Pre-Game Chatter: When have you looked at your life differently because of the perspective of someone outside your immediate social circle? How can an “outsider’s perspective” help us gain valuable insight of our own challenges?
The prophet Balaam may have been hired to curse the Israelites, but some of what he says about our ancestors are as thoughtful as anything we say about ourselves:
The Pitch: “How fair are your tents, O Jacob, your dwellings, O Israel!” – Numbers 24:5
Swing #1: “What is the difference between a true prophet and a false one? The true prophet can be identified in most cases by their scoldings. They point out the blemishes and defects and want to break the measure. The false prophet flatters the people with sweet talk and sees none of the low land. ‘Peace, Peace, everything’s fine and there’s no need for correction.’ But true prophets, genuine loves of the people, they scold. Balaam, however, does not sing from any great love of Israel, even though he has many songs and praises for Israel. On the contrary, he intends to entice Israel so that they will not do anything, so that they will no longer yearn to ascend higher and higher up the ladder. They are absolutely perfect; they are blessed with every good quality. And just this is the difference between him and the prophets of Israel.” – Toldot Yaakov Yosef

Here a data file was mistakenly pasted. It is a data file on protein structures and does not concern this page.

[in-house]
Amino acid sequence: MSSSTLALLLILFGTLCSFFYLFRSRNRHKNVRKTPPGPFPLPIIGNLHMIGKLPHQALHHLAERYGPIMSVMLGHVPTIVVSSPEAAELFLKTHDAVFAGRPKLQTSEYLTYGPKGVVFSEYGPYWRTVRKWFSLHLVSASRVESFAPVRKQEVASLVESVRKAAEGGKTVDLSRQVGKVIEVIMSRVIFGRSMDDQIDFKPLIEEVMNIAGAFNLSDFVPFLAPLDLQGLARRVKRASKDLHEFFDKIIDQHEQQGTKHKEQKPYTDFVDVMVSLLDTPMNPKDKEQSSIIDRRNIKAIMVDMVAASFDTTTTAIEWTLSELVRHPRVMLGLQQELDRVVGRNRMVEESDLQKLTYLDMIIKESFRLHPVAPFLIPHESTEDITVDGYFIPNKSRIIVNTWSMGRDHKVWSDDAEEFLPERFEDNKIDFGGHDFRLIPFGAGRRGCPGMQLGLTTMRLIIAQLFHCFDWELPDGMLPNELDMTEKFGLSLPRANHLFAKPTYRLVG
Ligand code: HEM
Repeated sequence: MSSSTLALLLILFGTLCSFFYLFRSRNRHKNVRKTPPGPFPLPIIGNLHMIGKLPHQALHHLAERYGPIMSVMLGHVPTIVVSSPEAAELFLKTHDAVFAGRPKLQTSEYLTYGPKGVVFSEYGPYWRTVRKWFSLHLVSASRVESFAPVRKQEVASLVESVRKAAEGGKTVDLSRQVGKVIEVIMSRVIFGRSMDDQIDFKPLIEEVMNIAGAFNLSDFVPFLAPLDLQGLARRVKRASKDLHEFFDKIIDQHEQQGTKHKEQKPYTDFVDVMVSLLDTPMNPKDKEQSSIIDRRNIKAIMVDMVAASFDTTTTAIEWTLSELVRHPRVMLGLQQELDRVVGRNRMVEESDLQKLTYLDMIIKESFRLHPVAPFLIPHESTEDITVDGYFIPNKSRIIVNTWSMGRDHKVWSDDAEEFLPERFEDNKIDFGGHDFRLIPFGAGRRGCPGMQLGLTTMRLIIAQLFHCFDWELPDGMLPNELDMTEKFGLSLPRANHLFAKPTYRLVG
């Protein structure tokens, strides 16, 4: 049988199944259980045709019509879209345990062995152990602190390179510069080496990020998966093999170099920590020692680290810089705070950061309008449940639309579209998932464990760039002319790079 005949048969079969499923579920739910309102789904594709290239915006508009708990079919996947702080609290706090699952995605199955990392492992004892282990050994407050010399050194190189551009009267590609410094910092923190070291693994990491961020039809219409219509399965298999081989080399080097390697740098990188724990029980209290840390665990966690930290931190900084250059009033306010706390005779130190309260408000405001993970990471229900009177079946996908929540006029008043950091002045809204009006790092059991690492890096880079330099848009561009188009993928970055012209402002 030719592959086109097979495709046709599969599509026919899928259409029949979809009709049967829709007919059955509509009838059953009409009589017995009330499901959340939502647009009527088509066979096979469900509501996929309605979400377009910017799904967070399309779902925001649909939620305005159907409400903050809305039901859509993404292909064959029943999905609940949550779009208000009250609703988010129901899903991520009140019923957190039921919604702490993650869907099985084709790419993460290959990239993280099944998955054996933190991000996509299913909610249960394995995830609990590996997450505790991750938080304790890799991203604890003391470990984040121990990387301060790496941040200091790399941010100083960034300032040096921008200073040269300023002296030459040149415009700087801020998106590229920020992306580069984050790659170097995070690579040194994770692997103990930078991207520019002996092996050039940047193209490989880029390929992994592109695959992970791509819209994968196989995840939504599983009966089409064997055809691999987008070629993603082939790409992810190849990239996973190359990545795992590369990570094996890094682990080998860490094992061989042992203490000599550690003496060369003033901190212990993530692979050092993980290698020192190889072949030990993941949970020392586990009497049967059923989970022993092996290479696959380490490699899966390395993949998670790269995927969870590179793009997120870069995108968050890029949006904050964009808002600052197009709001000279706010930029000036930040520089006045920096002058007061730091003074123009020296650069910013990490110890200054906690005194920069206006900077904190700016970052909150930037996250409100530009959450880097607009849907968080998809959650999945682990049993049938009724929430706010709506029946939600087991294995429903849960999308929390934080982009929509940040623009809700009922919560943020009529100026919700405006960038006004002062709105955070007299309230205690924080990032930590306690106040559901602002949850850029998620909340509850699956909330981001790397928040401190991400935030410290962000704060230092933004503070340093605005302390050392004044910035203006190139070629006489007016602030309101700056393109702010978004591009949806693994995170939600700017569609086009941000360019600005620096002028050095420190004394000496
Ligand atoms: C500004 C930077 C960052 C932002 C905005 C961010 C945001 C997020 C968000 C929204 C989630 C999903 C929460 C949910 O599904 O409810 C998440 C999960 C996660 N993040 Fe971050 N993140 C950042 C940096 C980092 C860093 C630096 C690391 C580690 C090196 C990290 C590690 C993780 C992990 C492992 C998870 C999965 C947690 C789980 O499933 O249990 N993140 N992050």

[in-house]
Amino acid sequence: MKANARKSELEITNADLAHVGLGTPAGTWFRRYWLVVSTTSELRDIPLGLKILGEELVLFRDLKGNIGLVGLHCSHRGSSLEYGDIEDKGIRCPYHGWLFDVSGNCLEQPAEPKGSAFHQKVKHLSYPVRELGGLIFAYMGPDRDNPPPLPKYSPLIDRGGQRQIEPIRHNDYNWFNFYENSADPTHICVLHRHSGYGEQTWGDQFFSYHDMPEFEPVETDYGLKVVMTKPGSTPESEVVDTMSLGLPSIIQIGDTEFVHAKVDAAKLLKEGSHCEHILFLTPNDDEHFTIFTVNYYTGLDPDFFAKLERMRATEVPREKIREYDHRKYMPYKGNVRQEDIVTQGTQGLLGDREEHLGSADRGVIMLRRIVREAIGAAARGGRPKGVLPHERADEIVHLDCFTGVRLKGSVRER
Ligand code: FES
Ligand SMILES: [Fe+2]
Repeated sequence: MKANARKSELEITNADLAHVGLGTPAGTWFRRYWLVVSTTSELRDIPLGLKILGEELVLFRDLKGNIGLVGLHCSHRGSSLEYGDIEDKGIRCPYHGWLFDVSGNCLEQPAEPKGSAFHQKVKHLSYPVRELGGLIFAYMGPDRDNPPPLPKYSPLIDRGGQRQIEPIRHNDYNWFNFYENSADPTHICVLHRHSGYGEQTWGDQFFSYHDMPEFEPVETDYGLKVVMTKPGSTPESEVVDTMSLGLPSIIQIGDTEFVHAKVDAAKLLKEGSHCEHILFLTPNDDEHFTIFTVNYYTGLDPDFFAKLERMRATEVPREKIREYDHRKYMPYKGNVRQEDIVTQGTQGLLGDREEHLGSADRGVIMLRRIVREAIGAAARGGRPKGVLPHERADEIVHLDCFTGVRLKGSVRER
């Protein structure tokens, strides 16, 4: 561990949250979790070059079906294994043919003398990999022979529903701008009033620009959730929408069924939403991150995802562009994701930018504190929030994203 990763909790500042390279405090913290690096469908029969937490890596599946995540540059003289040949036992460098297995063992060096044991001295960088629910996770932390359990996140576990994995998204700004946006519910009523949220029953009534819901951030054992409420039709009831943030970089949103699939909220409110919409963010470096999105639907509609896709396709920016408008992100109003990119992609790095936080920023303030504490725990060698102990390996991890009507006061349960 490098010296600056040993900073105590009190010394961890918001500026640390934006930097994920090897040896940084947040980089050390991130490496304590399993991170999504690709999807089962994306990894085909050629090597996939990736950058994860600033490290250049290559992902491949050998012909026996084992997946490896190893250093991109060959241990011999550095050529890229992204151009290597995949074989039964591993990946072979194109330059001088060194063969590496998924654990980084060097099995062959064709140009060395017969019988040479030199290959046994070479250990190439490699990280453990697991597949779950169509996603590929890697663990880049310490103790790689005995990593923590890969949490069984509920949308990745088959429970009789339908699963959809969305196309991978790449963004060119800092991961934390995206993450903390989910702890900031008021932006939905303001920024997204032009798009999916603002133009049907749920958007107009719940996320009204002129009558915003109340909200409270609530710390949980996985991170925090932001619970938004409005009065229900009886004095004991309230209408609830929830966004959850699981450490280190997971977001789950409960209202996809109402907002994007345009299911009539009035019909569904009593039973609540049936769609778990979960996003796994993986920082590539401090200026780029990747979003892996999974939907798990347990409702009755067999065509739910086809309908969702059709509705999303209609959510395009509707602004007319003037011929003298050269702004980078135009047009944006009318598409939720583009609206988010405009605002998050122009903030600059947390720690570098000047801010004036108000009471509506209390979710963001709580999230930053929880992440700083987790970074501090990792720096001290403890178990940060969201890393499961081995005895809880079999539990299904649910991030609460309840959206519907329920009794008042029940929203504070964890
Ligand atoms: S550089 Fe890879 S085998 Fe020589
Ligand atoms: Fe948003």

Swing #2: “What did Balaam see that caused him to say, ‘How fair are your tents, O Jacob …’? He saw their schools.” – Targum Yonatan
Swing #3: “Instead of reading ‘your tents’ (mishk’notecha), you might read ‘your forfeits’ (mashkanotecha), for tent and temple were to be forfeited when they sinned.” – Numbers Rabbah
Late-Inning Questions: Even though he says many positive things about the Israelites, Balaam is not looked upon fondly in the Jewish tradition. How much, then, should we take his words to heart? Can infamous people still impart wisdom? Or should we attach a big proverbial asterisk on their words?
The Big Inning at the End: Speaking of outside perspectives, many traditional scouts bristle at analytically-based baseball theory, particularly from scholars who never played the game professionally. Is that a fair critique?